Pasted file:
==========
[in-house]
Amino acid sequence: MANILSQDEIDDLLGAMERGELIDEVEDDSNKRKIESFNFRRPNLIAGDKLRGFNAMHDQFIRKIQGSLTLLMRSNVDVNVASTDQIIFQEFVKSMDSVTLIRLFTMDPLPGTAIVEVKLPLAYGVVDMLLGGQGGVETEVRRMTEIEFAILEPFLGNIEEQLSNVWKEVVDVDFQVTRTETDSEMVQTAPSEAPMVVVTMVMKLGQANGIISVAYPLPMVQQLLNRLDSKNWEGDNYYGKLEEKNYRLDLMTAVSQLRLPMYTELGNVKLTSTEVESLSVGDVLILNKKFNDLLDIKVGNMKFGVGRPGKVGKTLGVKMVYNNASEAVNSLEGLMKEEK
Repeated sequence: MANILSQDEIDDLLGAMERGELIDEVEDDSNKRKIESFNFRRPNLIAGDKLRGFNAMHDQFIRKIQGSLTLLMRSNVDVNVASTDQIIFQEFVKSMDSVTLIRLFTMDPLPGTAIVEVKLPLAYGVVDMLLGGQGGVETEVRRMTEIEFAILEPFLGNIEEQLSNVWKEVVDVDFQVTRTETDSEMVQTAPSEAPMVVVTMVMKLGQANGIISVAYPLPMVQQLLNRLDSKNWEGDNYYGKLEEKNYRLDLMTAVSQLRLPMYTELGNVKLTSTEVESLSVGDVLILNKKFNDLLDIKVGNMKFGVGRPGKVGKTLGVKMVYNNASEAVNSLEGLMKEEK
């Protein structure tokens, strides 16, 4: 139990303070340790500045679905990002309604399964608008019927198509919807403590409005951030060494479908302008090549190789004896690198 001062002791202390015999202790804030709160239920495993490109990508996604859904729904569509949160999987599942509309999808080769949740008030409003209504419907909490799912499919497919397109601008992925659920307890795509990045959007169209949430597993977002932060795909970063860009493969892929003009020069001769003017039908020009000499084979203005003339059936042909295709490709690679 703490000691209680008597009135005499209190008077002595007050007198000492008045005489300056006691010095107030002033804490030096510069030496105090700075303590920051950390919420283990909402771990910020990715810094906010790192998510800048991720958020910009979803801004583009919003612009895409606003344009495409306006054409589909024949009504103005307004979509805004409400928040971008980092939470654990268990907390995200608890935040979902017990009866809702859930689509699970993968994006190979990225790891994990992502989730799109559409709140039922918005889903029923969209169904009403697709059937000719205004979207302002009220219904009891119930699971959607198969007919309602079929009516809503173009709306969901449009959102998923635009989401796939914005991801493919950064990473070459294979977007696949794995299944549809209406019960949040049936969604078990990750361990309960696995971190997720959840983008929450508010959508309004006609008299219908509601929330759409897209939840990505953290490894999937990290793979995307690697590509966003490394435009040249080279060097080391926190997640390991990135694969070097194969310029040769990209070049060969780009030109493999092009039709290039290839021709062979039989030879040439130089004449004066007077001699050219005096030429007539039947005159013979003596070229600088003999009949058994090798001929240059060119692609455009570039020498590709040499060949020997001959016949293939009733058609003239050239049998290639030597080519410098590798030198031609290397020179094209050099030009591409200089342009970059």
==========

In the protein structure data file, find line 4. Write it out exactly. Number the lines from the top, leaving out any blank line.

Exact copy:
């Protein structure tokens, strides 16, 4: 139990303070340790500045679905990002309604399964608008019927198509919807403590409005951030060494479908302008090549190789004896690198 001062002791202390015999202790804030709160239920495993490109990508996604859904729904569509949160999987599942509309999808080769949740008030409003209504419907909490799912499919497919397109601008992925659920307890795509990045959007169209949430597993977002932060795909970063860009493969892929003009020069001769003017039908020009000499084979203005003339059936042909295709490709690679 703490000691209680008597009135005499209190008077002595007050007198000492008045005489300056006691010095107030002033804490030096510069030496105090700075303590920051950390919420283990909402771990910020990715810094906010790192998510800048991720958020910009979803801004583009919003612009895409606003344009495409306006054409589909024949009504103005307004979509805004409400928040971008980092939470654990268990907390995200608890935040979902017990009866809702859930689509699970993968994006190979990225790891994990992502989730799109559409709140039922918005889903029923969209169904009403697709059937000719205004979207302002009220219904009891119930699971959607198969007919309602079929009516809503173009709306969901449009959102998923635009989401796939914005991801493919950064990473070459294979977007696949794995299944549809209406019960949040049936969604078990990750361990309960696995971190997720959840983008929450508010959508309004006609008299219908509601929330759409897209939840990505953290490894999937990290793979995307690697590509966003490394435009040249080279060097080391926190997640390991990135694969070097194969310029040769990209070049060969780009030109493999092009039709290039290839021709062979039989030879040439130089004449004066007077001699050219005096030429007539039947005159013979003596070229600088003999009949058994090798001929240059060119692609455009570039020498590709040499060949020997001959016949293939009733058609003239050239049998290639030597080519410098590798030198031609290397020179094209050099030009591409200089342009970059």